I asked this question on StackExchange, but until now there is not any answer or hint. I hope I can get some help here.

When I am reading ''A course in differential geometry'' of Klingenberg, I cannot be sure the Frenet frame defined in this book is independent of the choice of parameter of a curve. As a result, the definition of curvature of curve in this book confuses me.

Let $I$ be a interval in $\mathbb{R}$, and $c: I \rightarrow \mathbb{R}^n$ be a smooth map. We regard $c$ as a parameter of a smooth curve $C$, and we always assume that the derivatives $c'(t), c''(t), \dots c^{(n-1)} (t)$ are linearly independent.

According to Proposition 1.2.2 of this book, there is a unique Frenet frame $e_1, \dots, e_n$ along $C$ such that (1) $c'(t), c''(t), \dots, c^{(k)}(t)$ and $e_1(t), \dots, e_k(t)$ have the same orientation for $1 \le k \le n-1$, and that (2) $e_1(t), \dots, e_n(t)$ has the positive orientation.

Using this special Frenet frame, we can calculate the coefficient functions $\omega_{ij}: I \rightarrow \mathbb{R}$ such that $e_i'(t) =\sum \omega_{ij} (t) e_j(t)$ for any $t \in I$. And in Definition 1.3.3 of this book, the $i$th curvature $\kappa_i$ of $C$ is defined to be the quotient $$\kappa_i(t) = \frac{\omega_{i,i+1}(t)}{|c'(t)|}.$$

Now, if we have another interval $\tilde{I}$ and another smooth map $\tilde{c}: \tilde{I} \rightarrow \mathbb{R}^n$, as well as a diffeomorphism $\varphi: I \rightarrow \tilde{I}$ with $\varphi'(t) >0$, then we can regard $\tilde{c}$ as another parameter of the same curve $C$.

By the mathematical induction, the linear independence of $c'(t), c''(t), \dots, c^{(n-1)}(t)$ implies the linear independence of $\tilde{c}' (\tilde{t}), \tilde{c}'' (\tilde{t}), \dots, \tilde{c}^{(n-1)} (\tilde{t})$. Hence, Proposition 1.2.2 can give another Frenet frame, so we can compute the new coefficient functions $\tilde{\omega}_{ij}: \tilde{I} \rightarrow \mathbb{R}$, and define the new curvatures $\tilde{\kappa}_i (\tilde{t})$.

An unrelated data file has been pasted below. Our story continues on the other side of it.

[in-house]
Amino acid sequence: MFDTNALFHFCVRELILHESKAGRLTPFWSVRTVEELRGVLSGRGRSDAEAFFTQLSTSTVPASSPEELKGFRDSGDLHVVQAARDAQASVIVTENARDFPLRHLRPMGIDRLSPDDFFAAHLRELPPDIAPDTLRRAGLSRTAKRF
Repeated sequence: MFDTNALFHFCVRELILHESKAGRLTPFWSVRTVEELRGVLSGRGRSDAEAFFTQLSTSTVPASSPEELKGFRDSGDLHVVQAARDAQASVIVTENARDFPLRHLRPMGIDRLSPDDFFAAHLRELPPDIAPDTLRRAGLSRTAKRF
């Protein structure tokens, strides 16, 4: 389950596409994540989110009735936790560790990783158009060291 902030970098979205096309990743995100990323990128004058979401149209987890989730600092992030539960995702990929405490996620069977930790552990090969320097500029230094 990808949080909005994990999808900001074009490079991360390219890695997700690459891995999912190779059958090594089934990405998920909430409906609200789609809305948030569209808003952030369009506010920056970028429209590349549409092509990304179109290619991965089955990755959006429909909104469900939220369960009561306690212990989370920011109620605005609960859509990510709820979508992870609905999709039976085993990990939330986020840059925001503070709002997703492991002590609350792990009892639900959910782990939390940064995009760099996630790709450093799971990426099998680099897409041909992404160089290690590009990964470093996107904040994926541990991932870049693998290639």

I am not quite familiar with differential geometry, but I think that the curvatures of a fixed curve should be independent of the choice of its parameter. That is, we should have $\kappa_i =\tilde{\kappa}_i \circ \varphi$, namely $\kappa_i (t) =\tilde{\kappa}_i (\varphi(t))$ for any $t \in I$. (Review that $\varphi: I \rightarrow \tilde{I}$ is defined to be the change of parameters.)

But how to prove this? The ''proof'' in Klingenberg's book really confuses me.

The part (ii) of Proposition 1.3.2 tells us that if the change of variables $\varphi$ is given as above, and if we let $\tilde{e}_i =e_i \circ \varphi$, then the new $\tilde{\kappa}_i$ calculated by the $\tilde{e}_i$'s is equal to the old $\kappa_i$ calculated by the $e_i$'s. (The proof is quite simple.)

However, these $\tilde{e}_i$'s are not calculated in the way that the Frenet frame is defined in Proposition 1.2.2, that is, they are not calculated by the Schmidt orthogonalization of the derivatives $\tilde{c}', \tilde{c}'', \dots, \tilde{c}^{(n-1)}$. They are just given by $\tilde{e}_i =e_i \circ \varphi$, and even Klingenberg himself does not use the name ''Frenet frame'' in Proposition 1.3.2.

My question is whether these $\tilde{e}_i =e_i \circ \varphi$ are just equal to the Frenet frame associated to the new parameter $\tilde{c}: \tilde{I} \rightarrow \mathbb{R}$, i.e., the result of Schmidt orthogonalization of $\tilde{c}' (\varphi(t)), \tilde{c}'' (\varphi(t)), \dots, \tilde{c}^{(n-1)} (\varphi(t))$ is just the $e_1 \circ \varphi (t), \dots, e_n \circ \varphi(t)$?

If the answer is YES, how can we prove this? For $e_1$ and $\tilde{e}_1$, this is easy by the chain rule. But for general, this seems quite complex because we need to use the Faà di Bruno's formula to compute the higher derivatives, and Faà di Bruno's formula is quite complex. (I tried very very hard but failed.)

If the answer is NO, then in order to show that the definition of curvatures $\kappa_i$ are the independent of choices of parameters, we need to compute the real Frenet frame under the new parameter. But the computations seem quite complex for the same reason.

Thank you for your attention.